How To Recover From The Top 10 Crucial Mac Disasters
1. Mac Keyboard Gets Liquid Exposure
Immediately disconnect the power cord and remove the battery from your Mac. Turn your Mac upside down at an angle to allow the moisture to drain out. Do not lay the machine flat because we want to separate the machine from the moisture. Be sure to have a towel or cloth underneath the Mac to collect the dry liquid. Be sure to allow at least 3 days to pass before you reinstall the battery and power up the Mac. This will allow the moisture to dry completely.
DO NOT USE A HAIRDRYER! Hairdryers can burn the liquid onto important Mac components which can cause a application or software malfunction. If you are desperate and money isn’t a concern, you can contact a data recovery company such as Techserve or DriveSavers after you pull the plug from your Mac. Another option is to take your Mac in to an Apple Store but remember food and liquid damage is not covered by Apple Care.
If you computer starts up, and you are a self sufficient type of guy, you may be able to do the next step by yourself. You will have to disassemble your Mac and swab down the affected area with distilled water or denature alcohol which is available at hardware stores. If you aren’t confident in dissembling your Mac, take it to a local Apple Store for cleaning. Be sure to clean the affected area because if left, the liquid may corrode the Mac’s inwards overtime.
2. Mac Stuck in StartUp Mode
What do you do when your Mac stays stuck on the start up screen? First step is to reboot the Mac and hold down the Command and S key as the Mac is starting up. This will allow you to boot in single user mode and you will see white text appear on your screen. Once you see the # command prompt, type /sbin/fsck/-fy and hit return. The Mac will go into file system consistency check.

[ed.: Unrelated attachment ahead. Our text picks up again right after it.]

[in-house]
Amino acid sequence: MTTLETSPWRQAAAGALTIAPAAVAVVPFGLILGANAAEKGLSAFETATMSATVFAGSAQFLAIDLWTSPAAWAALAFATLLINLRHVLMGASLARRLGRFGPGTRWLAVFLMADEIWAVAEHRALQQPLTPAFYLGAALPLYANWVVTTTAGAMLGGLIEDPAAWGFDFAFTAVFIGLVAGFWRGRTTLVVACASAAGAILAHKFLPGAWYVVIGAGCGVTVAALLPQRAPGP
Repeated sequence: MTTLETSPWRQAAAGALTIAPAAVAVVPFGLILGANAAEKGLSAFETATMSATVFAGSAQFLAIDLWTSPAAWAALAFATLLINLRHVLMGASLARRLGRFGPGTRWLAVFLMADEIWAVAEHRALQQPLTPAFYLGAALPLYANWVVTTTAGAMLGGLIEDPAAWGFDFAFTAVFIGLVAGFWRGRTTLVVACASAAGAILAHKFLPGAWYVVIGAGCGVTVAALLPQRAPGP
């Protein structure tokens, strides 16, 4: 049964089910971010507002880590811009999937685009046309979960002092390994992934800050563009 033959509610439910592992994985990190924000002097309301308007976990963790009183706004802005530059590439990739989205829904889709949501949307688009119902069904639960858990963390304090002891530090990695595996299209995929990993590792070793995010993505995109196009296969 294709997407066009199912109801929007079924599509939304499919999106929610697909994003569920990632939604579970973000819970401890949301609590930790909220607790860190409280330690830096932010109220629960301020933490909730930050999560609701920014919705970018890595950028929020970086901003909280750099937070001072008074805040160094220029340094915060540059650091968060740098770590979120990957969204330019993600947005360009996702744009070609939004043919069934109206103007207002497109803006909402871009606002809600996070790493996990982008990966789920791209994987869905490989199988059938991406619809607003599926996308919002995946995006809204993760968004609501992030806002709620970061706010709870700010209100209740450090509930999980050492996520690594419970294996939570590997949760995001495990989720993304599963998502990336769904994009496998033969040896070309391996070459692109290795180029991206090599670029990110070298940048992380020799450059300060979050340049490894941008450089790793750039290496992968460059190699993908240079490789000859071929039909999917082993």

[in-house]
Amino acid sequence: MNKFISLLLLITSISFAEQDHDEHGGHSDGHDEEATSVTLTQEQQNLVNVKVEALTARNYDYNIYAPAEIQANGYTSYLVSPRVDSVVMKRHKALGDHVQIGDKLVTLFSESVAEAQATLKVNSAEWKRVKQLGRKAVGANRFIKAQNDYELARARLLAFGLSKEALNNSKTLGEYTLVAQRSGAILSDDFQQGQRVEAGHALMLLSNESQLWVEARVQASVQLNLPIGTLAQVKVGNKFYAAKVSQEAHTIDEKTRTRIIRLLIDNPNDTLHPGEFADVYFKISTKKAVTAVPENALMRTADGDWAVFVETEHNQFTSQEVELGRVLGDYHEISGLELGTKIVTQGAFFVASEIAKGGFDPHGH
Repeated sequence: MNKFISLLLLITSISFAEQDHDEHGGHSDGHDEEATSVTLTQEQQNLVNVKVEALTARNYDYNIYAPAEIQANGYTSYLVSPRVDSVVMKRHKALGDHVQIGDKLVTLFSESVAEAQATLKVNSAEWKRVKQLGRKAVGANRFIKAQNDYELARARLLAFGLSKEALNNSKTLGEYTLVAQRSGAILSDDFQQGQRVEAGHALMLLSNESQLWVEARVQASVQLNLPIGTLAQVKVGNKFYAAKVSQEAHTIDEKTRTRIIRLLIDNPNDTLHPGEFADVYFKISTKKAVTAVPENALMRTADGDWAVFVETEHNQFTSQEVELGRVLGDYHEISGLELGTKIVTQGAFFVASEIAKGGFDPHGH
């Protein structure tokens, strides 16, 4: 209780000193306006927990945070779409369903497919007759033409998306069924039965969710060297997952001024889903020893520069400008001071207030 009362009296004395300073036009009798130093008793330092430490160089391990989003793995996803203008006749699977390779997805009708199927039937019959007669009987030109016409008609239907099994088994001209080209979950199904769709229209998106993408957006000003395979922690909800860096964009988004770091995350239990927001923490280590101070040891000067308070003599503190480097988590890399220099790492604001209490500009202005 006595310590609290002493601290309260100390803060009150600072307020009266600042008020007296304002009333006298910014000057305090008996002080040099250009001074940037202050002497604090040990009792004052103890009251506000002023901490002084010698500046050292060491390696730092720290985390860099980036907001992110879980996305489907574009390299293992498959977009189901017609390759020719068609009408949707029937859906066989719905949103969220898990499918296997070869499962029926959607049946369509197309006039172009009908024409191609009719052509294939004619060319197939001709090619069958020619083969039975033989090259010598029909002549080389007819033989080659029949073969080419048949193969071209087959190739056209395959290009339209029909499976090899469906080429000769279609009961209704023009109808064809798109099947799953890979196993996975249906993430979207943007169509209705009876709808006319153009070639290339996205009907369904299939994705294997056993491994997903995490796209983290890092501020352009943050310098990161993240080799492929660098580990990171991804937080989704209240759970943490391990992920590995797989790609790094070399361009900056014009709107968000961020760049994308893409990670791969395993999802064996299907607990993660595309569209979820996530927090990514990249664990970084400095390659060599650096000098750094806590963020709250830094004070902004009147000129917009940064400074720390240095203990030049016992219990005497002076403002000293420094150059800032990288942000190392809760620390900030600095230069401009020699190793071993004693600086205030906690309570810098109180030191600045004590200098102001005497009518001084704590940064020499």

Be patient this process may take anywhere from 15 minutes to an hour depending on the problem that is plaguing the Mac. Don’t be alarmed when you see the message “File System was modified”. Repeat the command prompt step again and again until you see a message stating “no problems were found”. Once this message appears, type in reboot.
If this doesn’t work and your computer is still stuck in start up mode, insert your OS X install disc into the disc drive and reboot. As the Mac is starting up, hold down the C key. If you are running 10.4 or later go to ApplicationsUtilitiesDisk Utility, select your hard drive and click Repair Disk on the First Aid tab. If there aren’t any disk errors, click Repair Disk Permissions. When this process is complete, restart your Mac.